1st or 2nd Class Stamp?

by 13 comments
Hi there,

I'm about to launch first direct marketing campaign where you send your prospects a lift letter directing them to a website.

My question is related to the following:

1. Does it matter whether I use a 1st or 2nd class stamp, or will the 1st class significantly out pull the other?

2. Does it matter how the letter is folded?

3. Is there a particular day it should be sent to increase conversion?

Thanks!

Josh
#internet marketing #1st #2nd #class #stamp
  • Profile picture of the author Michael Oksa
    Hi Josh,

    I am not qualified to answer this question from the perspective of a direct-mail marketer, as I have never done it.

    However, from the perspective of a guy who gets junk mail and biz opp offers in the mail, I can tell you this: the more a piece of mail looks like a letter from a friend, the more likely I am to open it. None of my friends have ever sent me something with a second-class stamp on it.

    I would think a first-class stamp would stand out from all of the bulk rate postage stuff and would lead to more people at least opening your mailing.

    All the best,
    Michael
    • Profile picture of the author mikeevee
      A simple cheap brown or white envelope will work best. Nothing glossy or with printing on the outside. And a simple easy-to-read letter inside.

      As for stamps, I wouldnt even notice so I'd save the cash and go second class. Real stamps will look better and more personal than franking machine stamps.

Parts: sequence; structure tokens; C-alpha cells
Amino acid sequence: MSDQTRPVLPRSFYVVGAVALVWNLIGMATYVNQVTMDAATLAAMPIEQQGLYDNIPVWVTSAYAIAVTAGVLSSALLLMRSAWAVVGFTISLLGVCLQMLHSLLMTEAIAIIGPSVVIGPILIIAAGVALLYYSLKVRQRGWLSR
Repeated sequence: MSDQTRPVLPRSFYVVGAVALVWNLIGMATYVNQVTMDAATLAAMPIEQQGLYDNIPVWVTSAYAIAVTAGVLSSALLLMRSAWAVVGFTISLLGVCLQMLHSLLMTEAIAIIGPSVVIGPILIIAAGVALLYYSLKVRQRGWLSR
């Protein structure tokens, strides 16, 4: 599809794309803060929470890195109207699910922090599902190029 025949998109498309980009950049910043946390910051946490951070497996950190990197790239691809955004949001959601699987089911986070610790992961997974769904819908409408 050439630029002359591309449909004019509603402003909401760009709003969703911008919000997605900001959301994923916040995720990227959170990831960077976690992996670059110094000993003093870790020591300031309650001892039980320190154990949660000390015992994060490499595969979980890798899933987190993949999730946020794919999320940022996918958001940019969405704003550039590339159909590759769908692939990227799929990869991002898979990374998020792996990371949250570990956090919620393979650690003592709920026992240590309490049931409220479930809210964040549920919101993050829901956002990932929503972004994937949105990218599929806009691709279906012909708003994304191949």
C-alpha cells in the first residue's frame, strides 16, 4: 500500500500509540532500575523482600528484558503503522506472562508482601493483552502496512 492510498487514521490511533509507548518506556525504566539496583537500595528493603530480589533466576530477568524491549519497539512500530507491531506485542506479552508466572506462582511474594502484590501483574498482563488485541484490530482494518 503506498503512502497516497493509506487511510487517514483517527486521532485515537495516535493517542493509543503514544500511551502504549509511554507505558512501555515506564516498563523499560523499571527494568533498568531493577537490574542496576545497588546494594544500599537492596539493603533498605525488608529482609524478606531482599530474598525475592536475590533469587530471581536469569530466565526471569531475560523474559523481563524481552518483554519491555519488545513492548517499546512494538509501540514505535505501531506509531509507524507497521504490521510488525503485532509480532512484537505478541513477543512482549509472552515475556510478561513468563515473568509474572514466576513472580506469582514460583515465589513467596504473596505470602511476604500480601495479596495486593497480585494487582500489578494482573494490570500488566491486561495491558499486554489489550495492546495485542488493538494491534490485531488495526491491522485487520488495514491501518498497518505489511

• Profile picture of the author Dan C. Rinnert
      Where are you sending from? In the U.S., second class is for newspapers and magazines. In the UK, I think second class is just a lower priority from first class, but I'm not too familiar with the UK system.
  • Profile picture of the author FrankBowman
    Also try to hand write the return address and the address its going to, believe me this works.

    Frank
  • Profile picture of the author Info-seeker
    Hey everyone,

    Thanks very much for all the detailed advice - I've taken everything on board and I'm off to get a blue pen now.

    Regards,

    Josh
  • Profile picture of the author Big Al
    And oldie but a goodie ... Dan Kennedy's Ultimate Sales Letter (and I think Bill Glazer's Outrageous Marketing) both talk about getting your letter delivered and opened.

    Good luck - let us know how you get on 'cos that's going the extra-mile there!
    • Profile picture of the author Info-seeker
      Originally Posted by Big Al View Post

      And oldie but a goodie ... Dan Kennedy's Ultimate Sales Letter (and I think Bill Glazer's Outrageous Marketing) both talk about getting your letter delivered and opened.

      Good luck - let us know how you get on 'cos that's going the extra-mile there!
      Just joined Dan Kennedy's mailing list and got his "No B.S. Newsletter"

      Thanks!
  • Profile picture of the author seasoned
    Originally Posted by Info-seeker View Post

    Hi there,

    I'm about to launch first direct marketing campaign where you send your prospects a lift letter directing them to a website.

    My question is related to the following:

    1. Does it matter whether I use a 1st or 2nd class stamp, or will the 1st class significantly out pull the other?

    2. Does it matter how the letter is folded?

    3. Is there a particular day it should be sent to increase conversion?

    Thanks!

    Josh
    1. In the US, if you want to send a letter, I think 1st and bulk(which I believe is 3rd) are your only options, to the best of my knowledge. BTW bulk may require prearrangement, and special materials. You get a heavily reduced rate, and special attention, but it still may be delivered slower, and YOU do the sorting! ALSO, it requires over a certain amount per mailing. I believe it used to be 200 pieces. Talk to the post office about that.